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Dear Members and Friends,
While we all strive to live a healthy life, it can be challenging to navigate the vast amount of information available about nutrition. This is especially true for those who are living with chronic health conditions or who have a family history of disease. And, if you are planning to have or are currently raising children, knowing who and what information to trust is more difficult than ever.
One source of information that many people turn to is the US Department of Agriculture (USDA) dietary guidelines. While meant to promote healthy eating habits, because of corporate influence (which often prioritizes profits over health), limited reliance on evidence-based nutrition science, disregard of healthy saturated fats, and other critical flaws, these guidelines fall short of providing trustworthy advice.
Not yet mentioned in the guidelines, but a threat to ancestral foods that supported the evolutionary development of the human brain, is the momentum of the plant-forward movement toward advancing political measures in this country to outright ban access to naturally grown animal protein. The argument goes that naturally grown meat adds to climate change while lab-grown meat will mitigate it.
However, UC Davis researchers just published a preliminary study concluding that “lab-grown or ‘cultivated’ meat’s environmental impact is likely to be ‘orders of magnitude’ higher than retail beef based on current and near-term production methods.” So that begs the question, who does lab-grown meat serve? It certainly is not us health-seeking consumers.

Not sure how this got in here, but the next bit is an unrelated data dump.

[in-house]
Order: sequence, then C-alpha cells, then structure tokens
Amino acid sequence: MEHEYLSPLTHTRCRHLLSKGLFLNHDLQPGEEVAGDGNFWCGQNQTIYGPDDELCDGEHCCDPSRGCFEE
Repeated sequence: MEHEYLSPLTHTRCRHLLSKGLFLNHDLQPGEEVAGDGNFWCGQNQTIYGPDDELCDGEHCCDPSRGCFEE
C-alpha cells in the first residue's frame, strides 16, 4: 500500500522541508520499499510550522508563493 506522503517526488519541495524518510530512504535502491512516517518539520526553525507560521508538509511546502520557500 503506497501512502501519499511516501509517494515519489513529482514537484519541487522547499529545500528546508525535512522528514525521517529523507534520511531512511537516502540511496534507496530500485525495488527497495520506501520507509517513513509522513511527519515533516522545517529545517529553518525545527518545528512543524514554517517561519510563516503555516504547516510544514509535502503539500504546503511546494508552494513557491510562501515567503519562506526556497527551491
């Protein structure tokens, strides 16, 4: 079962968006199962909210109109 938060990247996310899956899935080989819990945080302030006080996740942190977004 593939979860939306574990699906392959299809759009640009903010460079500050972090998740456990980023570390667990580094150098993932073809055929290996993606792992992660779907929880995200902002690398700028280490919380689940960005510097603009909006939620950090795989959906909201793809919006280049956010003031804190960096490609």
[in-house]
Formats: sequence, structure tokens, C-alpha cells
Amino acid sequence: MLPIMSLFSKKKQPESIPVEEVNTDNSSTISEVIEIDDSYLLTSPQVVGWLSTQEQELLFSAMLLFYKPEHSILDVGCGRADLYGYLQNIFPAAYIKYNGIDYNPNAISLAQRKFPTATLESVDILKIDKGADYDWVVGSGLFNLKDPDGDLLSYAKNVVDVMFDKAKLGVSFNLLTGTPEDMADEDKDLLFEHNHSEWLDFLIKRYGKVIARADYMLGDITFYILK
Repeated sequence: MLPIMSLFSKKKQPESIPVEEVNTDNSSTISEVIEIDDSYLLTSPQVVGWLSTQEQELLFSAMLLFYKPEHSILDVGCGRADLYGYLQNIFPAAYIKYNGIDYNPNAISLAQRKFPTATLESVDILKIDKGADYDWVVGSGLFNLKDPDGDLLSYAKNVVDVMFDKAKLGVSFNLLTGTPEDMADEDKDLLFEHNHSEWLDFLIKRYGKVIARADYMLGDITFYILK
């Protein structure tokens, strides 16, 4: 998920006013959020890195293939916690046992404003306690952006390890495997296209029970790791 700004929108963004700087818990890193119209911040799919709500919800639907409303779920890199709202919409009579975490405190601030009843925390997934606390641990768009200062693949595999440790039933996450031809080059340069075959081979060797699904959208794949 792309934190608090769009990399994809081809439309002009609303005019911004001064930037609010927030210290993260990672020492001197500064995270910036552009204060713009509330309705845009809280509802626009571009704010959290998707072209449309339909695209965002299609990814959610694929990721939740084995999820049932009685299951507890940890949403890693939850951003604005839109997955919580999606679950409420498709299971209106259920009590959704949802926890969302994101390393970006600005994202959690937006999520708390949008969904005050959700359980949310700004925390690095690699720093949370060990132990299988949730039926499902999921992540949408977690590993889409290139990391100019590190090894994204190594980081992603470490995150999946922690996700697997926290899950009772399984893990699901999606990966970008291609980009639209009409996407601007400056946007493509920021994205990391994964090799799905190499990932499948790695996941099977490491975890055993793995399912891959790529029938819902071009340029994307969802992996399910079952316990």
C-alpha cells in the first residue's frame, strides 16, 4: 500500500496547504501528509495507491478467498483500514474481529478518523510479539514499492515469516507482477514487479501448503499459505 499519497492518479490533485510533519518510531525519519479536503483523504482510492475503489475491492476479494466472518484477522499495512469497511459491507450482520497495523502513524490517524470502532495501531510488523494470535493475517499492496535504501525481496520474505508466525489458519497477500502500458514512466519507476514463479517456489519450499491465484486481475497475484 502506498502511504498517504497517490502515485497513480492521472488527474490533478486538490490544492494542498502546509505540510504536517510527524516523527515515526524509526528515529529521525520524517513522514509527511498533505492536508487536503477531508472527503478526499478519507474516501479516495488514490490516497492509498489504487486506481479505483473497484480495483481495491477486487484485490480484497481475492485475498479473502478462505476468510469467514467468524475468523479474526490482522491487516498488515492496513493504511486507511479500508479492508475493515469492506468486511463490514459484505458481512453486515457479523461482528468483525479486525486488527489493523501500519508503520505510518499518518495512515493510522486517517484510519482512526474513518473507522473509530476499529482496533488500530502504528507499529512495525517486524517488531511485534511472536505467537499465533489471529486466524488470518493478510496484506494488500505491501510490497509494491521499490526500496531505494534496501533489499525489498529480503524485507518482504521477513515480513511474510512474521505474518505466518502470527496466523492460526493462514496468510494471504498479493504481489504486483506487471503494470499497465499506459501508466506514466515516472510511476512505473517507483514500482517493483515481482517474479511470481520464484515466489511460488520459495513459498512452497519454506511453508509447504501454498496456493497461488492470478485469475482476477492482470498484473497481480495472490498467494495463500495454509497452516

The vision of Price-Pottenger is a collaborative community advocating for policies that prioritize regenerative organic agricultural practices, whole and natural nutrient-dense foods (like those found in the ancestral communities Dr. Price visited nearly 100 years ago), and access to nourishment and healing for all. Advancing the rise of cultivated meat runs directly counter to our philosophy of natural nutrition.
Which brings me to the remarkable work of Maria Gloria Dominguez-Bello, PhD, concerning the human microbiome. In my interview in this issue, Dr. Dominguez-Bello exposes how suppressed microbiota diversity in modern societies is contributing to a plethora of negative health outcomes, including obesity, diminished immunity, and more. Food is a substantial contributor to these health conditions, but also foundationally important are the microbes that pass between mother and infant during vaginal birth and breastfeeding. Sadly, these natural behaviors are on a dangerous decline.
Also in this issue, and for the first time ever, we’re sharing excerpts of Dr. Price’s “Seven Lessons,” lectures he gave after completing his worldwide studies of the diets and community-oriented practices of Indigenous and other isolated groups. These serve as a reminder that, by reflecting on ancestral nutrition wisdoms of the past, we become better able to mitigate and overcome modern health challenges.
We are also pleased to share important dietary guidance from the latest book of NY Times bestselling author Dr. Eric Westman, End Your Carb Confusion, as well as recipes featuring organ meats (offal), nutrition tips to improve your gut microbiome (Thrive in 65), and wellness-oriented news.
Thank you for relying on Price-Pottenger to provide you with trustworthy information to empower your health journey. Please share this issue of the Journal of Health and Healing with your community and support our work by contributing today.
Wishing you health and joy,
Steven J. Schindler
Published in the Journal of Health and Healing™
Summer 2023 | Volume 47, Number 2
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